Also notable here is another reason Romita was so important to Marvel’s commercial success.  This page carries as much evidence of writer Stan Lee’s tendency toward over-elocution as any other example of prime-era Marvel, but where Lee’s verbiage feels intrusive over Kirby and Ditko drawings, Romita was able to work around it.  The main figure folds up double beneath the heavy balloon of panel four, enhancing the drawing’s action while allowing the reader to plow through Lee’s heavy dialogue unimpeded.  In panel three the tiny figure emphasizes the vastness of the city wile also leaving plenty of open space for the words.  Romita’s every frame allows Lee to fit multiple balloons into it without upsetting what he’s doing.  It isn’t the visionary splendor of Kirby or Ditko: it’s popular entertainment trying to function at the highest level of craft that it can.  Judged by this standard, Romita was and remains the quintessential Marvel artist.



I’m pretty sure I have read this issue… but I can’t figure out what the heck “the arms” are!

Oh, sorry, read more closely. I feel foolish now.

Greay effing read, man! I’m actually taking every word from your fourth paragraph, and applying it to my own work! Brilliant and helpful stuff! Also: Great to see Romita Sr. get some love, a master craftsman and an essential figure for Marvel Comics, that is prennially overshadowed by the genius of Kirby and Ditko. I know it was a Romita Spider-Man on the cover of a VHS tape what first attracted me to the character as a child, and probably the reason I am a comics person to this day.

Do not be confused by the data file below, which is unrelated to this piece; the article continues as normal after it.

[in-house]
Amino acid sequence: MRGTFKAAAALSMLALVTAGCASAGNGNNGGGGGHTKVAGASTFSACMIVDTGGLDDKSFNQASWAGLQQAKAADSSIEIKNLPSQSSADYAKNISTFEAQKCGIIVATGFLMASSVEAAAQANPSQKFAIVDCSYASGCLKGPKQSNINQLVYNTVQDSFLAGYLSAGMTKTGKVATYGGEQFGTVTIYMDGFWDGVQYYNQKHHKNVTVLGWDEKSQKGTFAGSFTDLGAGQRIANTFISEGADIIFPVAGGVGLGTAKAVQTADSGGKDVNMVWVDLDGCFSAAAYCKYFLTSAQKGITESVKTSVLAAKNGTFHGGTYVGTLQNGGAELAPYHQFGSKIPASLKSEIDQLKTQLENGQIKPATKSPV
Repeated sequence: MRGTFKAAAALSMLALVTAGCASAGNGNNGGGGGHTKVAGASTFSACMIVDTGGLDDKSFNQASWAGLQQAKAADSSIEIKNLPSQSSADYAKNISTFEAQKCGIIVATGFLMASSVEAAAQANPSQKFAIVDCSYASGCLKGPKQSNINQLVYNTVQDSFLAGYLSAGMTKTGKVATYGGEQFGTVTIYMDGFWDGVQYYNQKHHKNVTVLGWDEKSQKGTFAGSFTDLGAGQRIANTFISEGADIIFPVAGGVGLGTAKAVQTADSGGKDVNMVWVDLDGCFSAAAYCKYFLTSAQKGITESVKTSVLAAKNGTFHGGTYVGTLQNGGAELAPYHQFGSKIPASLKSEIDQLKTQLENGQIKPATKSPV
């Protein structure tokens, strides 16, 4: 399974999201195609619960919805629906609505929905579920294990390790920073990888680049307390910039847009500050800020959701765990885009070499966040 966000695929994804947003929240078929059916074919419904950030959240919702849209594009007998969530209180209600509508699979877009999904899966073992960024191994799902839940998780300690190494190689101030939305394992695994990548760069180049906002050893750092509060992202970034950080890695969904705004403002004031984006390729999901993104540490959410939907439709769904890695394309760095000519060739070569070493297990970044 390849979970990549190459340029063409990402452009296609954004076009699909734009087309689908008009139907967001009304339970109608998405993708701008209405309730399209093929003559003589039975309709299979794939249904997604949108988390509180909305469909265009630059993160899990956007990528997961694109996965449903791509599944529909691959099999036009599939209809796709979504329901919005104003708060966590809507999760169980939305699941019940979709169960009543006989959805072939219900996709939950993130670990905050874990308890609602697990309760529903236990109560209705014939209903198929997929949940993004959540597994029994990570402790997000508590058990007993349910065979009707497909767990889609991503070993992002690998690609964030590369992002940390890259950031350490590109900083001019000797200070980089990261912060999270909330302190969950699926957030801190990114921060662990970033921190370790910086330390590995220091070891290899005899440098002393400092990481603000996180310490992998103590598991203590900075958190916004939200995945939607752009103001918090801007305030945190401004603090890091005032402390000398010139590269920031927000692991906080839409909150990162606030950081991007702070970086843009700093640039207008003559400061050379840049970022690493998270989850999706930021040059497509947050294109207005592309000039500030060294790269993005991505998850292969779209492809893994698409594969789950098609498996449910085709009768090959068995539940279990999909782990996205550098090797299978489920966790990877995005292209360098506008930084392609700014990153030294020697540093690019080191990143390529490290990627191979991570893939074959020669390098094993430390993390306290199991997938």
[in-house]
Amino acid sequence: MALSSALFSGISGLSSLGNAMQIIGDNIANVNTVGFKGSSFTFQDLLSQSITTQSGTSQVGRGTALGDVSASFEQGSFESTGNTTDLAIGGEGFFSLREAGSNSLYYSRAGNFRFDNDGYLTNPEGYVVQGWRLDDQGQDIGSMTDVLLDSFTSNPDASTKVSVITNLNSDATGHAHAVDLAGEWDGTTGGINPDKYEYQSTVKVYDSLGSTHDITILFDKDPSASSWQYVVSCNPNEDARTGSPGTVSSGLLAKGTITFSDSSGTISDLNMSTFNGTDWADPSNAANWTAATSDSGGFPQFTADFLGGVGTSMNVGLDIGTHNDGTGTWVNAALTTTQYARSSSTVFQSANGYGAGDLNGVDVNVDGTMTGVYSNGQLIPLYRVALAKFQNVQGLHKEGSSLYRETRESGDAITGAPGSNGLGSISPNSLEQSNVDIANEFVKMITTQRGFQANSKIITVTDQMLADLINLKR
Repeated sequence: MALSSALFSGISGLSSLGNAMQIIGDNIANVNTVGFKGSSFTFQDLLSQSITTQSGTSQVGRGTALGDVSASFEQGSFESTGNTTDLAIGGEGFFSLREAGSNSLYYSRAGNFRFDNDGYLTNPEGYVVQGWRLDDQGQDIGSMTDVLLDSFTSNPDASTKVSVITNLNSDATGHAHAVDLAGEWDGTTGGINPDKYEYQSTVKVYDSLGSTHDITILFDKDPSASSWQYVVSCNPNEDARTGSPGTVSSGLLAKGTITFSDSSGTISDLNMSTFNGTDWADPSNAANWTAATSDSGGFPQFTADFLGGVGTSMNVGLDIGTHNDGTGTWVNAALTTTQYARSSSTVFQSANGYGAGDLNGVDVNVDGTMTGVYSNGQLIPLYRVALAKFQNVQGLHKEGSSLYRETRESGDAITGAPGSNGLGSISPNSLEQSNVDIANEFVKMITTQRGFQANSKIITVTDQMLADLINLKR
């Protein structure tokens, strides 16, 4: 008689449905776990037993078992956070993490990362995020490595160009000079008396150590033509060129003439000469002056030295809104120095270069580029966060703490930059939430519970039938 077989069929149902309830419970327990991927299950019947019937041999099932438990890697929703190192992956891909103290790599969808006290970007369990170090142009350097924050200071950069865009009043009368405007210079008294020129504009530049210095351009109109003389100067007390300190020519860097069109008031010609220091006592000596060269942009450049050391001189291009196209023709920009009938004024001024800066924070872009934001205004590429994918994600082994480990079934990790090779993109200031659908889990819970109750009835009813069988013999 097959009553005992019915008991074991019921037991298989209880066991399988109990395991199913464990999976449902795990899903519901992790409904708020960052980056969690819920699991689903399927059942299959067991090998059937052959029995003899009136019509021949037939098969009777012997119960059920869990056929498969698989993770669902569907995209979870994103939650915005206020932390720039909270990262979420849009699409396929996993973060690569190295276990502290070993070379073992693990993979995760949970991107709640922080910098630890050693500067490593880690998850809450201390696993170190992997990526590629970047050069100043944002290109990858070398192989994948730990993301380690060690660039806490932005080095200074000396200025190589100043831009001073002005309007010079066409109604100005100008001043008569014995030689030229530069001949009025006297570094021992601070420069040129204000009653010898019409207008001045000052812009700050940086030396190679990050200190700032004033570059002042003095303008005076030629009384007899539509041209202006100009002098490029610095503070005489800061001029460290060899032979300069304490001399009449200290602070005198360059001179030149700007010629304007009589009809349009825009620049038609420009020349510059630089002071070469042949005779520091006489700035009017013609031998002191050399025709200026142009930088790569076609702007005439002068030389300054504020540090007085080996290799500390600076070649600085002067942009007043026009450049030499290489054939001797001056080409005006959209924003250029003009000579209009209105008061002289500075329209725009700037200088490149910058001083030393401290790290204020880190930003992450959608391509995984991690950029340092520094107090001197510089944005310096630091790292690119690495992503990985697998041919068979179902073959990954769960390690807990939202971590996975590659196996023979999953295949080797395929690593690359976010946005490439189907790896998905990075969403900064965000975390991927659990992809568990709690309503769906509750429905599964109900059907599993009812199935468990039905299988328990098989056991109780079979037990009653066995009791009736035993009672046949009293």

J.R. Sr. took the Spider-Man character and launched him into the stratosphere. His work still defines so much of Spidey to this day. I will always buy a J.R. drawn issue, just for the sheer beauty of it.

Is the lower half of that Spidey page supposed to be all yellowed out like that?

Panel 3 is fantastic. You feel the dynamism of Spidey swinging between the rooftops. More subtle than a Kirby, and that’s what makes it great.

One quibble – Wasn’t the dialog by Stan typically done after the pencils were finished (based on a rough outline by Stan at most)? Thus it would be impossible to configure specific panels around specific dialog balloons.

As a general rule of course, I’d agree that Romita knew Stan’s tendencies and likely took care to leave plenty of space for his verbiage without breaking the panel flow. I just doubt that he worked around any specific dialog balloon layout.

you’re right – but they got asked to leave a ton of room in specific places. they had to compose panels with lots of space open or the stuff just got killed. plus i know stan was waaaaay more hands on with spiderman than anything else (especially after he left the other books, around the time this page was published).

Very much enjoyed reading this. I don’t have any technical knowledge of art, so it’s great to read someone explain why his art is always so amazing (ahem).

Romita is a brilliant talent, and easily one of the greatest artists in Marvel’s history. Maybe even in the history of comicbooks. Each page he drew was just beautiful.